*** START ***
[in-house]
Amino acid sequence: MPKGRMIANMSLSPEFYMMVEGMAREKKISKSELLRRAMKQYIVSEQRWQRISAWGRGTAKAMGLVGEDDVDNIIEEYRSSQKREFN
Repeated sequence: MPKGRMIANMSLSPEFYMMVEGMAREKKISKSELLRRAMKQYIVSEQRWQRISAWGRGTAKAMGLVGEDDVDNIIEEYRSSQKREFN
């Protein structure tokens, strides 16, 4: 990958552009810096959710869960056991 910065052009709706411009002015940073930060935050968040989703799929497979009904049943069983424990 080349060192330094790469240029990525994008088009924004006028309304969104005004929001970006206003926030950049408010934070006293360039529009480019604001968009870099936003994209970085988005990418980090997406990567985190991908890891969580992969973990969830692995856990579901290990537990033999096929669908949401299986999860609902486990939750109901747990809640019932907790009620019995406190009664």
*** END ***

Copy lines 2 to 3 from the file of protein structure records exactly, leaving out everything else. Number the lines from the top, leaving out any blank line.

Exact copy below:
Amino acid sequence: MPKGRMIANMSLSPEFYMMVEGMAREKKISKSELLRRAMKQYIVSEQRWQRISAWGRGTAKAMGLVGEDDVDNIIEEYRSSQKREFN
Repeated sequence: MPKGRMIANMSLSPEFYMMVEGMAREKKISKSELLRRAMKQYIVSEQRWQRISAWGRGTAKAMGLVGEDDVDNIIEEYRSSQKREFN